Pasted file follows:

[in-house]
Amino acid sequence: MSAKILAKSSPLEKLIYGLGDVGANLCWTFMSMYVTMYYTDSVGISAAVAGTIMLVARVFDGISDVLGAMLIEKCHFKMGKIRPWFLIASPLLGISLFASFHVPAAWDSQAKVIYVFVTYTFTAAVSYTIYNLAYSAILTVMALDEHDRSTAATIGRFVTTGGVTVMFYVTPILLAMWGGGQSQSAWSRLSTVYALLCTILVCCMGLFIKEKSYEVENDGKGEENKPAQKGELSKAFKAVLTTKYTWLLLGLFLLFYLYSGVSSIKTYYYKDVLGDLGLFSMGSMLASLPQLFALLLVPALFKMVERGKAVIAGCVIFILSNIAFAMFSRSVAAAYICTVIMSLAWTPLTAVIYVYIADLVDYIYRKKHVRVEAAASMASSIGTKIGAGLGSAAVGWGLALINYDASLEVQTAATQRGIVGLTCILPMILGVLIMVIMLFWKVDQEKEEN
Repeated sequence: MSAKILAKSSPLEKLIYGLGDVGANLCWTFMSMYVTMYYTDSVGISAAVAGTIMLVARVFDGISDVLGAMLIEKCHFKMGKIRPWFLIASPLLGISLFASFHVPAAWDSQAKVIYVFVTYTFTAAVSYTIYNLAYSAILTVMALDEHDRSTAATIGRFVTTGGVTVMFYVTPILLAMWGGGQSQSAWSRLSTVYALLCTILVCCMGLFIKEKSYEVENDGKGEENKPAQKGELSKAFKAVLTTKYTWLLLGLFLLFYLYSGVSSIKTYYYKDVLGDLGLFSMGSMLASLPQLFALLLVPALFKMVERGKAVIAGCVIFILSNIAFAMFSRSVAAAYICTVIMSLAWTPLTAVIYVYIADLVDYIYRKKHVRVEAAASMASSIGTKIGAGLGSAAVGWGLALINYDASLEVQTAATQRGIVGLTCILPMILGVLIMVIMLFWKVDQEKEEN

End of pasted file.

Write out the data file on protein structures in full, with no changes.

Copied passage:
[in-house]
Amino acid sequence: MSAKILAKSSPLEKLIYGLGDVGANLCWTFMSMYVTMYYTDSVGISAAVAGTIMLVARVFDGISDVLGAMLIEKCHFKMGKIRPWFLIASPLLGISLFASFHVPAAWDSQAKVIYVFVTYTFTAAVSYTIYNLAYSAILTVMALDEHDRSTAATIGRFVTTGGVTVMFYVTPILLAMWGGGQSQSAWSRLSTVYALLCTILVCCMGLFIKEKSYEVENDGKGEENKPAQKGELSKAFKAVLTTKYTWLLLGLFLLFYLYSGVSSIKTYYYKDVLGDLGLFSMGSMLASLPQLFALLLVPALFKMVERGKAVIAGCVIFILSNIAFAMFSRSVAAAYICTVIMSLAWTPLTAVIYVYIADLVDYIYRKKHVRVEAAASMASSIGTKIGAGLGSAAVGWGLALINYDASLEVQTAATQRGIVGLTCILPMILGVLIMVIMLFWKVDQEKEEN
Repeated sequence: MSAKILAKSSPLEKLIYGLGDVGANLCWTFMSMYVTMYYTDSVGISAAVAGTIMLVARVFDGISDVLGAMLIEKCHFKMGKIRPWFLIASPLLGISLFASFHVPAAWDSQAKVIYVFVTYTFTAAVSYTIYNLAYSAILTVMALDEHDRSTAATIGRFVTTGGVTVMFYVTPILLAMWGGGQSQSAWSRLSTVYALLCTILVCCMGLFIKEKSYEVENDGKGEENKPAQKGELSKAFKAVLTTKYTWLLLGLFLLFYLYSGVSSIKTYYYKDVLGDLGLFSMGSMLASLPQLFALLLVPALFKMVERGKAVIAGCVIFILSNIAFAMFSRSVAAAYICTVIMSLAWTPLTAVIYVYIADLVDYIYRKKHVRVEAAASMASSIGTKIGAGLGSAAVGWGLALINYDASLEVQTAATQRGIVGLTCILPMILGVLIMVIMLFWKVDQEKEEN